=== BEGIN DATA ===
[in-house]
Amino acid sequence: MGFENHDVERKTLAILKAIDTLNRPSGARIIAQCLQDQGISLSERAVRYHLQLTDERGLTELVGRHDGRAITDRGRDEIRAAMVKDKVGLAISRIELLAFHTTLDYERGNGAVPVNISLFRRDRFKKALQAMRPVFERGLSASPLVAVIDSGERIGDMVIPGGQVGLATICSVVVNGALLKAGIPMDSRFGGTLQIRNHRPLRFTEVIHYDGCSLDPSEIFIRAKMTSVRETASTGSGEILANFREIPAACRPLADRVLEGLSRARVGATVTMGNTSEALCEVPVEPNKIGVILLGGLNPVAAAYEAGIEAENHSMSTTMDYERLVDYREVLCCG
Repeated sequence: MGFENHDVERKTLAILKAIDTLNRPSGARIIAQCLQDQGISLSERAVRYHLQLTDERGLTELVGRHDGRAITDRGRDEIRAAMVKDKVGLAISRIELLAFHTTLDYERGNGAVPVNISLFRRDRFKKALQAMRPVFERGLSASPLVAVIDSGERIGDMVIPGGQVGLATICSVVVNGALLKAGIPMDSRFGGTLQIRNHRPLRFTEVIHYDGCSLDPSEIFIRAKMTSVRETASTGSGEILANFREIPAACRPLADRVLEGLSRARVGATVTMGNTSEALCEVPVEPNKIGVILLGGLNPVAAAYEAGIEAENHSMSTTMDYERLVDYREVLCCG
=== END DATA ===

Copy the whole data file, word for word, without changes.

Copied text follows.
[in-house]
Amino acid sequence: MGFENHDVERKTLAILKAIDTLNRPSGARIIAQCLQDQGISLSERAVRYHLQLTDERGLTELVGRHDGRAITDRGRDEIRAAMVKDKVGLAISRIELLAFHTTLDYERGNGAVPVNISLFRRDRFKKALQAMRPVFERGLSASPLVAVIDSGERIGDMVIPGGQVGLATICSVVVNGALLKAGIPMDSRFGGTLQIRNHRPLRFTEVIHYDGCSLDPSEIFIRAKMTSVRETASTGSGEILANFREIPAACRPLADRVLEGLSRARVGATVTMGNTSEALCEVPVEPNKIGVILLGGLNPVAAAYEAGIEAENHSMSTTMDYERLVDYREVLCCG
Repeated sequence: MGFENHDVERKTLAILKAIDTLNRPSGARIIAQCLQDQGISLSERAVRYHLQLTDERGLTELVGRHDGRAITDRGRDEIRAAMVKDKVGLAISRIELLAFHTTLDYERGNGAVPVNISLFRRDRFKKALQAMRPVFERGLSASPLVAVIDSGERIGDMVIPGGQVGLATICSVVVNGALLKAGIPMDSRFGGTLQIRNHRPLRFTEVIHYDGCSLDPSEIFIRAKMTSVRETASTGSGEILANFREIPAACRPLADRVLEGLSRARVGATVTMGNTSEALCEVPVEPNKIGVILLGGLNPVAAAYEAGIEAENHSMSTTMDYERLVDYREVLCCG